Consumer Products and Smog

This page last reviewed September 24, 2008

Most Californians Still Breathe Polluted Air

Ozone, the main ingredient of smog, continues to hreaten the health of many Californians. Although the state's air is the cleanest in over 30 years, most Californians still live in areas where smog reaches unhealthy levels. Reducing air pollution from cars and businesses hasn't been enough. To meet state and federal air quality standards, many small sources also need to pollute less. This includes consumer products.

Consumer Product Pollution Adds Up

Deodorants, hair spray, cleaning products, spray paint, and insecticides are examples of common consumer products that are made with ozone-forming chemicals known as volatile organic compounds or VOCs. Although each product only contains a small amount of VOCs, Californians use over half a billion of these items every year.

In 2005, consumer products account for about 245 tons per day (tpd) of VOC emissions, which is about 10 percent of the total VOC emissions statewide. If consumer products had never been regulated, we calculate emissions would have exceeded 400 tons per day by 2005. Thus, ARB's efforts have already resulted in projected emissions reductions of over 40%. Even though these significant reductions have been achieved, population growth will erode some of these reductions such that consumer product emissions are projected to increase unless more is done.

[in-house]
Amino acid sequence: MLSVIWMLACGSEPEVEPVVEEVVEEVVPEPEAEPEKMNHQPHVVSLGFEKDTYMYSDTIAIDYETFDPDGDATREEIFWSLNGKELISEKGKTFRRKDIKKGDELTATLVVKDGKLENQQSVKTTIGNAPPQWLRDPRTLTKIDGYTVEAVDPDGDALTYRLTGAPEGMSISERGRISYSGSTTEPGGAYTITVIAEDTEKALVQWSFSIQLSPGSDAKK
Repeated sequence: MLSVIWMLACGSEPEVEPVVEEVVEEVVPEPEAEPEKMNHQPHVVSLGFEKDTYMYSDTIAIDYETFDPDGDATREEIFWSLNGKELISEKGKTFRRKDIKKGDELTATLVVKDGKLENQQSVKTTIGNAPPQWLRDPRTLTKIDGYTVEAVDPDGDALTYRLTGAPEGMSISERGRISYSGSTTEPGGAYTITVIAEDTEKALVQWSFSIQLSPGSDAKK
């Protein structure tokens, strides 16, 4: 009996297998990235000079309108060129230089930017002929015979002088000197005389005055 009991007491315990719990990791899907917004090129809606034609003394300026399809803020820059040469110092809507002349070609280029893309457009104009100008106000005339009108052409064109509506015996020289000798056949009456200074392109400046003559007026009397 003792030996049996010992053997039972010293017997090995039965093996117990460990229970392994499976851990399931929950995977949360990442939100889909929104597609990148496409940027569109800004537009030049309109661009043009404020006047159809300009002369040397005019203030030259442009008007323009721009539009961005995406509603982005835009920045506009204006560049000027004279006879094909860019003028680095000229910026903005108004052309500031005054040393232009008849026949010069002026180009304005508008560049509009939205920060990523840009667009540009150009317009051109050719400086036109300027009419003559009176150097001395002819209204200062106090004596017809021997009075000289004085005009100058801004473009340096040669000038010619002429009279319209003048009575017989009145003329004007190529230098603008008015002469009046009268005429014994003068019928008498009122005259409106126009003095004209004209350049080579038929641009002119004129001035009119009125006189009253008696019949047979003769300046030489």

The Law Requires Cleaner Products

State and Federal law require that consumer products pollute less. To achieve this, California's Air Resources Board (ARB) works with industry and other stakeholders to develop requirements that achieve the maximum feasible VOC emission reduction while making sure that the regulations are technologically and commercially feasible and do not eliminate a product form. Today, standards that reduce VOCs have been established for over 100 categories, but further reductions are still needed.

On October 23, 2003, the ARB adopted the Proposed 2003 State and Federal Strategy for the California State Implementation Plan (Statewide Strategy), which reaffirms the ARB's commitment to achieve the health-based air quality standards through specific near-term actions and the development of additional longer-term strategies. It also sets into motion a concurrent initiative to identify longer-term solutions to achieve the full scope of emission reductions needed to meet federal air quality standards in the South Coast and San Joaquin Valley by 2010. These strategies address meeting the federal one-hour ozone standard.